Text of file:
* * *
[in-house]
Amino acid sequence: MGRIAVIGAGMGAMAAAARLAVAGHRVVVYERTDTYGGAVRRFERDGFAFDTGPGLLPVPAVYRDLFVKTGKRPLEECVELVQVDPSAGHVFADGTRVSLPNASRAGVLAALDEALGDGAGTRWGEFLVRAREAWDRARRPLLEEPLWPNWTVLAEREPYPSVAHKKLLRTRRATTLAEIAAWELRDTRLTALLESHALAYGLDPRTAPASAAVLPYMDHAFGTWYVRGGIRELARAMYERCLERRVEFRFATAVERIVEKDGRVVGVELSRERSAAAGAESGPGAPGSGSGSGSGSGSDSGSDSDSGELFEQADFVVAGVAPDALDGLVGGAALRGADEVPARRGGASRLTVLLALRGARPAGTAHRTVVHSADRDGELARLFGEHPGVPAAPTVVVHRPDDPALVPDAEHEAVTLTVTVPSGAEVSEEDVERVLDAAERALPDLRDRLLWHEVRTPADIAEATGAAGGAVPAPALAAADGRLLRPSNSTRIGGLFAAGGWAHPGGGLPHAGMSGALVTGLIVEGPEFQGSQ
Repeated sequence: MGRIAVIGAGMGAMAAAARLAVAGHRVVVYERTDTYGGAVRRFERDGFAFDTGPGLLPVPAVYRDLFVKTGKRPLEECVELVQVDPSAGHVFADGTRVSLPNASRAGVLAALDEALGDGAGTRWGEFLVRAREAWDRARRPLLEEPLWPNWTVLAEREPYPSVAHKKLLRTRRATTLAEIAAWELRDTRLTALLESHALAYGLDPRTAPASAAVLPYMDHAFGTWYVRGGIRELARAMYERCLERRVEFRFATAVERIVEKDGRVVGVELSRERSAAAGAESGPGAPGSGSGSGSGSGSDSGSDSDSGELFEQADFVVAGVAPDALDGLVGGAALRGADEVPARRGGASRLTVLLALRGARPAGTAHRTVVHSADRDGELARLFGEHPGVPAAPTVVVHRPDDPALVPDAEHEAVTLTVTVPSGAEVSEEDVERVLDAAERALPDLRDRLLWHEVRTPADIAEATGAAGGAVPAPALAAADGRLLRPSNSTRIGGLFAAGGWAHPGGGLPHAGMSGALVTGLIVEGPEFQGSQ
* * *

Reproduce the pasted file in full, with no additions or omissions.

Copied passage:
[in-house]
Amino acid sequence: MGRIAVIGAGMGAMAAAARLAVAGHRVVVYERTDTYGGAVRRFERDGFAFDTGPGLLPVPAVYRDLFVKTGKRPLEECVELVQVDPSAGHVFADGTRVSLPNASRAGVLAALDEALGDGAGTRWGEFLVRAREAWDRARRPLLEEPLWPNWTVLAEREPYPSVAHKKLLRTRRATTLAEIAAWELRDTRLTALLESHALAYGLDPRTAPASAAVLPYMDHAFGTWYVRGGIRELARAMYERCLERRVEFRFATAVERIVEKDGRVVGVELSRERSAAAGAESGPGAPGSGSGSGSGSGSDSGSDSDSGELFEQADFVVAGVAPDALDGLVGGAALRGADEVPARRGGASRLTVLLALRGARPAGTAHRTVVHSADRDGELARLFGEHPGVPAAPTVVVHRPDDPALVPDAEHEAVTLTVTVPSGAEVSEEDVERVLDAAERALPDLRDRLLWHEVRTPADIAEATGAAGGAVPAPALAAADGRLLRPSNSTRIGGLFAAGGWAHPGGGLPHAGMSGALVTGLIVEGPEFQGSQ
Repeated sequence: MGRIAVIGAGMGAMAAAARLAVAGHRVVVYERTDTYGGAVRRFERDGFAFDTGPGLLPVPAVYRDLFVKTGKRPLEECVELVQVDPSAGHVFADGTRVSLPNASRAGVLAALDEALGDGAGTRWGEFLVRAREAWDRARRPLLEEPLWPNWTVLAEREPYPSVAHKKLLRTRRATTLAEIAAWELRDTRLTALLESHALAYGLDPRTAPASAAVLPYMDHAFGTWYVRGGIRELARAMYERCLERRVEFRFATAVERIVEKDGRVVGVELSRERSAAAGAESGPGAPGSGSGSGSGSGSDSGSDSDSGELFEQADFVVAGVAPDALDGLVGGAALRGADEVPARRGGASRLTVLLALRGARPAGTAHRTVVHSADRDGELARLFGEHPGVPAAPTVVVHRPDDPALVPDAEHEAVTLTVTVPSGAEVSEEDVERVLDAAERALPDLRDRLLWHEVRTPADIAEATGAAGGAVPAPALAAADGRLLRPSNSTRIGGLFAAGGWAHPGGGLPHAGMSGALVTGLIVEGPEFQGSQ